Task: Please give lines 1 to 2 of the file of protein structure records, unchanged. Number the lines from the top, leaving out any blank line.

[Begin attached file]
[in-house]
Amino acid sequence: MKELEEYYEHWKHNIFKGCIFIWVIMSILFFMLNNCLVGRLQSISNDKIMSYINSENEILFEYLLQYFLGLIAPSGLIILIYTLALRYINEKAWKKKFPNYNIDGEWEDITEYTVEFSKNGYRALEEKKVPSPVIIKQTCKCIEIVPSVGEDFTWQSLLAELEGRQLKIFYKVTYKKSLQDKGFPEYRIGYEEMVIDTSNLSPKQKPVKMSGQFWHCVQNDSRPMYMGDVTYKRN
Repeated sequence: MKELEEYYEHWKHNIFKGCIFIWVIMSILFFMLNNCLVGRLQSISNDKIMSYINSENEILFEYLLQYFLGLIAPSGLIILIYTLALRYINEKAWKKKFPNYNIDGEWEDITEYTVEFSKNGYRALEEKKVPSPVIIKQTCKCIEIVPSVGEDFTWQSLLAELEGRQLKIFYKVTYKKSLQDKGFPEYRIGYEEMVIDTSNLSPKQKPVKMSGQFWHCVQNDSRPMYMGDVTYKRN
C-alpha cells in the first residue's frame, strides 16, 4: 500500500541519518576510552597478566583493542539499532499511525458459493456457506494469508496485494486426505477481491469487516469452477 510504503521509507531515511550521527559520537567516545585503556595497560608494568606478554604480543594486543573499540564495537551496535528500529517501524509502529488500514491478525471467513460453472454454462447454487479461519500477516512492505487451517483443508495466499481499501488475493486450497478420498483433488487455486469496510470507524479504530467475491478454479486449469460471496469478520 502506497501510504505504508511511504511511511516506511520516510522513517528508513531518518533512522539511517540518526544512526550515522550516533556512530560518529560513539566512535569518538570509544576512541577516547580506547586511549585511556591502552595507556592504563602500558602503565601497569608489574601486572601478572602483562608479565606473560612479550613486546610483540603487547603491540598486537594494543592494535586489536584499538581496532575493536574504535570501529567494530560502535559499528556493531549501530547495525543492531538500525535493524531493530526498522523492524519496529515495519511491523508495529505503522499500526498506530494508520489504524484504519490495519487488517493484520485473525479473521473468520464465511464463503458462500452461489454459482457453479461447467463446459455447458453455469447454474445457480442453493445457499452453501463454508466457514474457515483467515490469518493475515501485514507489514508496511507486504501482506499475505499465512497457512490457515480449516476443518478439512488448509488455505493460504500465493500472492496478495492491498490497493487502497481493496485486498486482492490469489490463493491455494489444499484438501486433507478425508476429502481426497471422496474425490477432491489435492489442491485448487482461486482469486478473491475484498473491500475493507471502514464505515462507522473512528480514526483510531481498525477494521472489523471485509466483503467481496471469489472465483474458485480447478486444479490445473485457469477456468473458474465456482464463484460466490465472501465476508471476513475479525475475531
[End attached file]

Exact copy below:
[in-house]
Amino acid sequence: MKELEEYYEHWKHNIFKGCIFIWVIMSILFFMLNNCLVGRLQSISNDKIMSYINSENEILFEYLLQYFLGLIAPSGLIILIYTLALRYINEKAWKKKFPNYNIDGEWEDITEYTVEFSKNGYRALEEKKVPSPVIIKQTCKCIEIVPSVGEDFTWQSLLAELEGRQLKIFYKVTYKKSLQDKGFPEYRIGYEEMVIDTSNLSPKQKPVKMSGQFWHCVQNDSRPMYMGDVTYKRN